Pittman Family Willem III 10 Gulden Collection





Coin Details

Origin/Country: NETHERLANDS 1817 TO DATE
Item Description: 10G 1880
Full Grade: NGC MS 65
Owner: Revenant

Set Details

Custom Sets: This coin is not in any custom sets.
Competitive Sets: Pittman Family Willem III 10 Gulden Collection   Score: 901
Research: NGC Coin Price Guide

Owner Comments:

Mintage: 50,100

This was the 9th coin purchased for this set (8th if you don’t count the 1875 graded MS67 by PCGS, which) - it was the 8th slot filled, purchased on 03/09/2020 after a week or so of back-and-forth attempted haggling with a seller on eBay. I got it and it formally joined its brothers on 3/12/2020

The thing that made this particular example perfect for my set is the fact that it’s in an old fatty holder with a 1959XX serial number. It is the 4th 1959XX serial number in the set and the 5th in the set in an old fatty holder with a 19XXXX serial number. So, this is half or more of the set now, but I do not pass up high-grade, rare dates when they pop up just to fit with this theme. If a rare date from the 1880s pops up I go for it regardless of what serial number / generation of holder it is in.

The coin was listed with a “Buy it Now” price of $600, which was bit high in my opinion and higher than I was wanting to pay. The seller did have a “Best Offer” option, which I was hoping to use to haggle him down to about $480-525. But, before I could do that, he offered it to me - and the other person watching it - for $540 (+ shipping). Neither of us took it. That was still more than I wanted to pay so I offered $460. He came back with a counter of... $540! … Joy...

So, I waited a week...

It was during this time that I did some searching and found an old Heritage auction wherein a PCGS MS66 sold for $320 in Sept 2015 - when gold was about $1100. If you add the buyer’s premium and increase the cost of the coin to reflect the increased cost of gold (with gold at about $1,650/oz at the time) that put the value of the coin in the range of $500-575. The NumisMaster price guide (that you get through NGC) puts the coin at $475 in MS63 (but those prices are almost always inflated, and they list the same price for the common date 1876 and 1877s which usually don’t go for that much). That made the price the seller was looking for not entirely unreasonable, but it was still somewhat higher than what I’d really wanted to pay. Yeah, the PCGS graded coin from 2015 was an MS66 where this was an MS65, but this one is in an old fatty holder and those tend to come at a premium because of perceived upgrade potential.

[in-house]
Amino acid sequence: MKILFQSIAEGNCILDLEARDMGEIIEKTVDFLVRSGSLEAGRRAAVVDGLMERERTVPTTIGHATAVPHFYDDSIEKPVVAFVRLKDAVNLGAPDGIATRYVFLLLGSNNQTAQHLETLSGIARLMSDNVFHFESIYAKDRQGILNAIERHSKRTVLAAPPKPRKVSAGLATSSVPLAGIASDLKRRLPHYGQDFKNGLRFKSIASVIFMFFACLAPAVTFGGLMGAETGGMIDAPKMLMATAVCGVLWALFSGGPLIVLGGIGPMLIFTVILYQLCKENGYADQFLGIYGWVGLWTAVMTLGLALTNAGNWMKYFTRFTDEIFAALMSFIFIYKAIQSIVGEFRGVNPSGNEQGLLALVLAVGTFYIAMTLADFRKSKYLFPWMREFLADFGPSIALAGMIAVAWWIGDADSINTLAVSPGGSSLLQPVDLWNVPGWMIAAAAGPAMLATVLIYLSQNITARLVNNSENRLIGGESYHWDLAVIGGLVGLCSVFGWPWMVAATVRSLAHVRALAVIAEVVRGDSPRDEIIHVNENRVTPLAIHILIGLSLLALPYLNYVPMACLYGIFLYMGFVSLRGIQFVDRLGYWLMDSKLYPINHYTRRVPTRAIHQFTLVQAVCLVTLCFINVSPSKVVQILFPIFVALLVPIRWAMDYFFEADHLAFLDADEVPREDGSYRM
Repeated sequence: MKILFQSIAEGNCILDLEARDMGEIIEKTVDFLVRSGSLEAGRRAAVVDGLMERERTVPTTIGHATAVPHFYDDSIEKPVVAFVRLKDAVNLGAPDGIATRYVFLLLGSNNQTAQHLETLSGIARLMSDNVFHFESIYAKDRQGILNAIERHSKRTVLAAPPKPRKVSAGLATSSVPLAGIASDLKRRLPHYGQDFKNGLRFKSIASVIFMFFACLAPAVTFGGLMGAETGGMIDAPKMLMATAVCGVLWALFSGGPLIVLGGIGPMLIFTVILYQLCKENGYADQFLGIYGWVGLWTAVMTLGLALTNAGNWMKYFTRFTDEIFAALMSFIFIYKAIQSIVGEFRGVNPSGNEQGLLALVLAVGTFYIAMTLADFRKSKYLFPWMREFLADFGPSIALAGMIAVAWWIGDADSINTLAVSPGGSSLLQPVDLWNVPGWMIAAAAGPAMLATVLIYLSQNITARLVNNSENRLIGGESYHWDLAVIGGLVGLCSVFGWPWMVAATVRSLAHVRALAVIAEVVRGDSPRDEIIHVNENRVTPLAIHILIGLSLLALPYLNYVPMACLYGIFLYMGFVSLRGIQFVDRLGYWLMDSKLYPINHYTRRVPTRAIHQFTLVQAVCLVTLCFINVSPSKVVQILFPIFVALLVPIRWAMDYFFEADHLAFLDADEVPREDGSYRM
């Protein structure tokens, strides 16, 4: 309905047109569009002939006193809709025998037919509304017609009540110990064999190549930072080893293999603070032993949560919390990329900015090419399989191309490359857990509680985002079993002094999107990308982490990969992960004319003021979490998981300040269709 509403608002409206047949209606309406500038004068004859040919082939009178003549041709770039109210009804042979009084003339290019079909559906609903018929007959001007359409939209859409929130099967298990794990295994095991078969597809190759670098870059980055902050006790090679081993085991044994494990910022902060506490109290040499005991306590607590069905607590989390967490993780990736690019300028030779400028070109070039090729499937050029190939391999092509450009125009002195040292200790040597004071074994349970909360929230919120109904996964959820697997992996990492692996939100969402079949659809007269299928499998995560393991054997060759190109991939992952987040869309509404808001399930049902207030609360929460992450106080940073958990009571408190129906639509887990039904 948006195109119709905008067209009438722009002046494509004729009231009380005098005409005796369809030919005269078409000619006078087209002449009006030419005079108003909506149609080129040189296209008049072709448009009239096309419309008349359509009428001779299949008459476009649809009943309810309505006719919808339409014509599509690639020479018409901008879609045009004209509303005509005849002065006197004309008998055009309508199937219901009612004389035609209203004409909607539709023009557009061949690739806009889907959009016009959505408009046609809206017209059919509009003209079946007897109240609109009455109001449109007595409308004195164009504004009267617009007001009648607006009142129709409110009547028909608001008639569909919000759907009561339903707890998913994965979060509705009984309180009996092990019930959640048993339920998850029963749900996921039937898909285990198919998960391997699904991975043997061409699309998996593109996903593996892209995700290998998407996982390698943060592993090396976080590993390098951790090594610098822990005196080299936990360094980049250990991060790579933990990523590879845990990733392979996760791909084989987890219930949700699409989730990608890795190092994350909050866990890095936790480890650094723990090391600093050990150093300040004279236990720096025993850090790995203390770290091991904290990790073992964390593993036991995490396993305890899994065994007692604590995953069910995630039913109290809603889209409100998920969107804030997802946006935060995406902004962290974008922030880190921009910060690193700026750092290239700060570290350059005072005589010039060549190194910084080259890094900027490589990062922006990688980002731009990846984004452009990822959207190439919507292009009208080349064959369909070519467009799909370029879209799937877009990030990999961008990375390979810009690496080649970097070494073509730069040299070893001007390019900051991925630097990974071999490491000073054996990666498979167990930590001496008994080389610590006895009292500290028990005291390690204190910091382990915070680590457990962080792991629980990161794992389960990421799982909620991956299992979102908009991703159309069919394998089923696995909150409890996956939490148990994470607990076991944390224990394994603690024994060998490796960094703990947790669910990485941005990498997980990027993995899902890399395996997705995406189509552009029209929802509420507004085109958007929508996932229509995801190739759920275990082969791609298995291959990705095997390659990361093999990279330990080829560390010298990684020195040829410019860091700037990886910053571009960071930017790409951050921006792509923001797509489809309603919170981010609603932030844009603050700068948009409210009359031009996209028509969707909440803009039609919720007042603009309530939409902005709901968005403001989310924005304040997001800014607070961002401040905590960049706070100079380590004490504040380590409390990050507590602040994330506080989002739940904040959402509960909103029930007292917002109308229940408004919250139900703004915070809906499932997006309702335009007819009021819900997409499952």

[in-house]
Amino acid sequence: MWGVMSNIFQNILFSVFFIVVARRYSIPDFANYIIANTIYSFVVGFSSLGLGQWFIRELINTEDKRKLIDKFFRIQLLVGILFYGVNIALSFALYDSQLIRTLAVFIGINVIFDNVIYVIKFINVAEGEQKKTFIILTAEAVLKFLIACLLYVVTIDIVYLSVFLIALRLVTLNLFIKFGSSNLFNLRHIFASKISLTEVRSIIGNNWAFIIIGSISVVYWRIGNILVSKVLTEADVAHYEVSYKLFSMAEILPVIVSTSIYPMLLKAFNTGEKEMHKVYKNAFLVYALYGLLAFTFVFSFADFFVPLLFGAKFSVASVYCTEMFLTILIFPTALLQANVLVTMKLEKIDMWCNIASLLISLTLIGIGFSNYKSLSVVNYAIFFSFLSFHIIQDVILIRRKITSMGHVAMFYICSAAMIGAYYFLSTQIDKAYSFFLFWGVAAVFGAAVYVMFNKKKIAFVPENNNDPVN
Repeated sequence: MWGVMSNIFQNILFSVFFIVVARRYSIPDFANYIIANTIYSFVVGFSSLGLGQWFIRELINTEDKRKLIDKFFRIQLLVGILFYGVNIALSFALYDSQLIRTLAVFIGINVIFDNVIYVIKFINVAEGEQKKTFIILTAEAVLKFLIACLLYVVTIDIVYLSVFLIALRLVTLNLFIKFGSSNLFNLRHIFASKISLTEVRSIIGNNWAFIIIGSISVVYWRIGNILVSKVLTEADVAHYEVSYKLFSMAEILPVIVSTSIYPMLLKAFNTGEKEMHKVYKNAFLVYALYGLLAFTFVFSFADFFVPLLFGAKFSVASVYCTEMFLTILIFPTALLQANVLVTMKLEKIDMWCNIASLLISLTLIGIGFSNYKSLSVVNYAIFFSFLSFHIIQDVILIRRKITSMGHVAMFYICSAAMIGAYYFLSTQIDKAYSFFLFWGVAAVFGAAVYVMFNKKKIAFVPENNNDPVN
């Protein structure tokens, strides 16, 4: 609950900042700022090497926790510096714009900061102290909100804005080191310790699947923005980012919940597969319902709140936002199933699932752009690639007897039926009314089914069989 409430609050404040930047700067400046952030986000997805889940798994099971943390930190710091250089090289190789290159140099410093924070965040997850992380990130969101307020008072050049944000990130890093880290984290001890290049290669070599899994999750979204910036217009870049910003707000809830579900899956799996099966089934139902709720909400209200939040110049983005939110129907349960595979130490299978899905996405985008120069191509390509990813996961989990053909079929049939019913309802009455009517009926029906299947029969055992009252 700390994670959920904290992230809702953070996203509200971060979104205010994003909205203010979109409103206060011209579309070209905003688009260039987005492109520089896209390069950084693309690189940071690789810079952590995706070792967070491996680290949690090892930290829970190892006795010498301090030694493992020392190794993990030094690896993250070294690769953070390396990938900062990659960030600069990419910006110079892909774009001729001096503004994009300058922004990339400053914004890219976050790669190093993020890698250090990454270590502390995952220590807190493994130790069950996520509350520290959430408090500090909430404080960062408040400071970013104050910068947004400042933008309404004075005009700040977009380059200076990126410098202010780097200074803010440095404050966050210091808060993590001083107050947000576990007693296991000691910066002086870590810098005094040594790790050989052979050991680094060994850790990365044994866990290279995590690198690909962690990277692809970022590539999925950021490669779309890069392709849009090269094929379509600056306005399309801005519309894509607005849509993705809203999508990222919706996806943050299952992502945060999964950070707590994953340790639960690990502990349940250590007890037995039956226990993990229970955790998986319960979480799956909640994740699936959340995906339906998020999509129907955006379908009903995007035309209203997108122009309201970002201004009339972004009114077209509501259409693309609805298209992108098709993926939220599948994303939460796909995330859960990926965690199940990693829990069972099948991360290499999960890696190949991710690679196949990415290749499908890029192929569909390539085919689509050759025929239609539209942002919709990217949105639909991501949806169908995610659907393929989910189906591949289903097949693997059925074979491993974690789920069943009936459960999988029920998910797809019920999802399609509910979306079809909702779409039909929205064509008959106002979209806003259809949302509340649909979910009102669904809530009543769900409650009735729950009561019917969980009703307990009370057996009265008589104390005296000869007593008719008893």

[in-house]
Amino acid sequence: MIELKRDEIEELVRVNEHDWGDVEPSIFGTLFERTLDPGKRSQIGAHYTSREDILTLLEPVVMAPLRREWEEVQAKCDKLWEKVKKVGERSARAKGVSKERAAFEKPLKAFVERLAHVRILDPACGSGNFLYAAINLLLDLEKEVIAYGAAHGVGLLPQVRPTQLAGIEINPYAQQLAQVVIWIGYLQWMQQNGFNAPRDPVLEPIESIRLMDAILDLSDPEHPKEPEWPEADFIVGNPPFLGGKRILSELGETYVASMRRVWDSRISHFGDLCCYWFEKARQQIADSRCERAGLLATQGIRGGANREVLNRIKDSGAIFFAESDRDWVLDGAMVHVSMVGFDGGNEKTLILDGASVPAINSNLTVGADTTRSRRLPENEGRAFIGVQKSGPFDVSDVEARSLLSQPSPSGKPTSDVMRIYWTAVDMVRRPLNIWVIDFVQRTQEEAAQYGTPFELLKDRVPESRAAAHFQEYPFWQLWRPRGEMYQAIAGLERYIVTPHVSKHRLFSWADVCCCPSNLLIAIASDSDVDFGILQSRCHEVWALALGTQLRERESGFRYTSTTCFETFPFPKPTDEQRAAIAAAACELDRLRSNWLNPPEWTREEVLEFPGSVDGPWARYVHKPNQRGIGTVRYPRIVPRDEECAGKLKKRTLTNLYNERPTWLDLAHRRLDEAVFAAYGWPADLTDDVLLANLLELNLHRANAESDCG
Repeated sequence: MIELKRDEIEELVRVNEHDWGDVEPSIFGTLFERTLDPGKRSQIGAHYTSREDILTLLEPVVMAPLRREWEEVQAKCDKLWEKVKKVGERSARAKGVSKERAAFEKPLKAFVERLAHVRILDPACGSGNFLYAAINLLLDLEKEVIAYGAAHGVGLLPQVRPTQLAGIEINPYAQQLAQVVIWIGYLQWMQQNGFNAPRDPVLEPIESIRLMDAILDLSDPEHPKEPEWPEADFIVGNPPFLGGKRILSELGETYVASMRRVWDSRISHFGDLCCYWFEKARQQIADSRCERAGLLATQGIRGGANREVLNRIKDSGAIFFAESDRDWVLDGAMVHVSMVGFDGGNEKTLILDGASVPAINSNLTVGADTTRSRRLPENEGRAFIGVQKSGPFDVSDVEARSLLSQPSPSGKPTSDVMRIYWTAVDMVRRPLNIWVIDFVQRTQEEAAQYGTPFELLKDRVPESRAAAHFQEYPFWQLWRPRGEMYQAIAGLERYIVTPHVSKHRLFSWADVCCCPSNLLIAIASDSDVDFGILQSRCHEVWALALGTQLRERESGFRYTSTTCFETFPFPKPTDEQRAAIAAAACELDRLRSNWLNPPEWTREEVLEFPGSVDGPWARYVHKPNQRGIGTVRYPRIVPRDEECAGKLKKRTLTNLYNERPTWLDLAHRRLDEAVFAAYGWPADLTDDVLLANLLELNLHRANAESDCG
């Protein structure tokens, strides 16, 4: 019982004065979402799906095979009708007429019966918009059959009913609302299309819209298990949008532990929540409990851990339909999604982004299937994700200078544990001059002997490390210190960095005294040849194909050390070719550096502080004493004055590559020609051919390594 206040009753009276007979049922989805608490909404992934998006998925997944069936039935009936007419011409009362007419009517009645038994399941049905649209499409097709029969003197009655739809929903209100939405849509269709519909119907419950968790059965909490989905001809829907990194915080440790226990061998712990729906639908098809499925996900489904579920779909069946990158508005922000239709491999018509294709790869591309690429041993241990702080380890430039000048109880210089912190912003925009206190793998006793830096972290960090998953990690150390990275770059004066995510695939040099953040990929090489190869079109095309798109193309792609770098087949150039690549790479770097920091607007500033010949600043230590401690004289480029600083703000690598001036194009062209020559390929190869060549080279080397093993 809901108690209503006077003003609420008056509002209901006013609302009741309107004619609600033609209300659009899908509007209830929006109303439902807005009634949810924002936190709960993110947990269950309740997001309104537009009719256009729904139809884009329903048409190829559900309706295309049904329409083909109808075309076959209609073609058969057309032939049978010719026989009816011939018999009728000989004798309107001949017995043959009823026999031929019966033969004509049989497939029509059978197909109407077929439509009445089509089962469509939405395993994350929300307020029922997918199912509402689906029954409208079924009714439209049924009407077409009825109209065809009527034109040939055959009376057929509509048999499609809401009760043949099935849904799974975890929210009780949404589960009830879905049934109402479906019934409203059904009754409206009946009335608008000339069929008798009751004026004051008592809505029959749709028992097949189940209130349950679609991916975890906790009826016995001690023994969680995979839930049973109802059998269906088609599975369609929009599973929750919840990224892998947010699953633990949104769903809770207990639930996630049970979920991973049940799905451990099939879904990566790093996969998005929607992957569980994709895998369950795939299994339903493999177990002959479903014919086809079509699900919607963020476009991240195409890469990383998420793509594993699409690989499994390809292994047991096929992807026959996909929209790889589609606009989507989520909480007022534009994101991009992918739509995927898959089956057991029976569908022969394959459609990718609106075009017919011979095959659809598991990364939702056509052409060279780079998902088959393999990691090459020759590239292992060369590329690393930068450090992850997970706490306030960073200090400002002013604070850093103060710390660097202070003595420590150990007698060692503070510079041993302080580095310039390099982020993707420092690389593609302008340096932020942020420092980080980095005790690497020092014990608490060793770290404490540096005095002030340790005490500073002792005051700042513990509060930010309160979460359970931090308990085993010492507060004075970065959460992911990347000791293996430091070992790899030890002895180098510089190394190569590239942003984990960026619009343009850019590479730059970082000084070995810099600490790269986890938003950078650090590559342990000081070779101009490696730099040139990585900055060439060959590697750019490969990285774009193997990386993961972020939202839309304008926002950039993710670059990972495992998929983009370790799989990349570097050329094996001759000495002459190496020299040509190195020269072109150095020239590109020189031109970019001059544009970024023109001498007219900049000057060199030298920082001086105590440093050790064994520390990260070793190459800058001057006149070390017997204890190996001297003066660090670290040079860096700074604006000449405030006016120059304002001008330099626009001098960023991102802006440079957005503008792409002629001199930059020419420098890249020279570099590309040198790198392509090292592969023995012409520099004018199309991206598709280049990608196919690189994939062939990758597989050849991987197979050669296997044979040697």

I came back and offered $500. I was hoping he would budge a little - maybe give me the $525 I had hoped for? He countered with... $540! … Okay… so no budge on that at all then! I was somewhat annoyed at that point and conflicted on how to proceed – walk away or bite the bullet. Those seemed to be the only options left.

I sat on it and thought on it throughout that day, ultimately deciding to buy the coin for $540 later that night. Part of my reluctance had arisen from the fact that I had only paid $500 for my 1888 - which is the rarest issue and the key date of the series. But… the melt value of the coins had gone up by about $75 since I bought the 1888 and the 1888 was in a new-gen, pronged holder where this was in an old fatty, and, right or wrong, people do tend to ask for premiums for coins in old fatties. Also, while the 1888 is the rare key date of the series, this 1880 issue is by no means common and has the third lowest mintage of the series at just over 50,000 made.

While I would have preferred to pay a little less for it, at the end of the day this coin is too perfect for the set and too rare and hard to find for me to let this go over about ~5% / $25. As it happens, part of the reason I waited to make another offer and made the offer when I did was that eBay had given me a 5% eBay bucks deal, so I got $27 in eBay bucks to help lessen some of the heartburn over the price.

The obverse has a large die crack that runs between the K and one of the stars and several smaller cracks that radiate out from the K in Koning. I have a theory that all 50,000 of these were struck with a single pair of dies and that, once it formed, all the later strikes would have this crack. When it formed in the run and how many coins out of the 50,000 would have been impacted? I will probably never know.

Last Rev: 07/2020

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